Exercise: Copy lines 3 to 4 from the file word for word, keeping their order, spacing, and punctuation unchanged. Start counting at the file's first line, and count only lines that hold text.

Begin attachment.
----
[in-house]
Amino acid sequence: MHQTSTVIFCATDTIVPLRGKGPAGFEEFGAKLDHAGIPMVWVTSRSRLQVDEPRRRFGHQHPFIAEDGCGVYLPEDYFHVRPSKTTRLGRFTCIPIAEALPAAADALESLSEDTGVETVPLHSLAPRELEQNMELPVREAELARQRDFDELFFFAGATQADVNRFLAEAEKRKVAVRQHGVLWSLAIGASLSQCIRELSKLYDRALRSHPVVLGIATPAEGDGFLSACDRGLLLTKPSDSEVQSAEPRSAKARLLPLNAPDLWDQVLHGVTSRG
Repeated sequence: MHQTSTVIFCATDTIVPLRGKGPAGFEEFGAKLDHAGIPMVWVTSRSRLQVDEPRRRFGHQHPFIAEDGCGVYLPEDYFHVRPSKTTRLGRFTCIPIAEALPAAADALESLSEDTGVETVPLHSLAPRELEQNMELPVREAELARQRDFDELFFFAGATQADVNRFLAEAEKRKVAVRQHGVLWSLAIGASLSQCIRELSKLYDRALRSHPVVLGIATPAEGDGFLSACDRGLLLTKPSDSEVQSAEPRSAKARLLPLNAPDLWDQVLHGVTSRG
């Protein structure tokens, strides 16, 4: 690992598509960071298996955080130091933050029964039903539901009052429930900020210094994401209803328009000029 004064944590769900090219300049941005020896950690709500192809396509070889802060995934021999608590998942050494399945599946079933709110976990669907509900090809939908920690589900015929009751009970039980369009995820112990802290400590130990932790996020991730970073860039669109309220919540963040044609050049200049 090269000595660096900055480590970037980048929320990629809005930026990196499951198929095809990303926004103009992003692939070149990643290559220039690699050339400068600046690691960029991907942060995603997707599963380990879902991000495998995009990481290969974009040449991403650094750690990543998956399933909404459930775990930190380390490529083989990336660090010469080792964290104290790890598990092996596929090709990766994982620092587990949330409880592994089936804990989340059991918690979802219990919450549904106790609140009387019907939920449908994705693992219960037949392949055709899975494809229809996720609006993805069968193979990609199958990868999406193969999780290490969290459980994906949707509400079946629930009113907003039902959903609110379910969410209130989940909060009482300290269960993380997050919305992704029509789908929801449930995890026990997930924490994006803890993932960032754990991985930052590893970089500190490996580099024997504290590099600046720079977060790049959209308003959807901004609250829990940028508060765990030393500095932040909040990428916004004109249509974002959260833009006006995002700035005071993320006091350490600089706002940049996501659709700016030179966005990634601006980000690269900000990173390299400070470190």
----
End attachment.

Repeated sequence: MHQTSTVIFCATDTIVPLRGKGPAGFEEFGAKLDHAGIPMVWVTSRSRLQVDEPRRRFGHQHPFIAEDGCGVYLPEDYFHVRPSKTTRLGRFTCIPIAEALPAAADALESLSEDTGVETVPLHSLAPRELEQNMELPVREAELARQRDFDELFFFAGATQADVNRFLAEAEKRKVAVRQHGVLWSLAIGASLSQCIRELSKLYDRALRSHPVVLGIATPAEGDGFLSACDRGLLLTKPSDSEVQSAEPRSAKARLLPLNAPDLWDQVLHGVTSRG
């Protein structure tokens, strides 16, 4: 690992598509960071298996955080130091933050029964039903539901009052429930900020210094994401209803328009000029 004064944590769900090219300049941005020896950690709500192809396509070889802060995934021999608590998942050494399945599946079933709110976990669907509900090809939908920690589900015929009751009970039980369009995820112990802290400590130990932790996020991730970073860039669109309220919540963040044609050049200049 090269000595660096900055480590970037980048929320990629809005930026990196499951198929095809990303926004103009992003692939070149990643290559220039690699050339400068600046690691960029991907942060995603997707599963380990879902991000495998995009990481290969974009040449991403650094750690990543998956399933909404459930775990930190380390490529083989990336660090010469080792964290104290790890598990092996596929090709990766994982620092587990949330409880592994089936804990989340059991918690979802219990919450549904106790609140009387019907939920449908994705693992219960037949392949055709899975494809229809996720609006993805069968193979990609199958990868999406193969999780290490969290459980994906949707509400079946629930009113907003039902959903609110379910969410209130989940909060009482300290269960993380997050919305992704029509789908929801449930995890026990997930924490994006803890993932960032754990991985930052590893970089500190490996580099024997504290590099600046720079977060790049959209308003959807901004609250829990940028508060765990030393500095932040909040990428916004004109249509974002959260833009006006995002700035005071993320006091350490600089706002940049996501659709700016030179966005990634601006980000690269900000990173390299400070470190």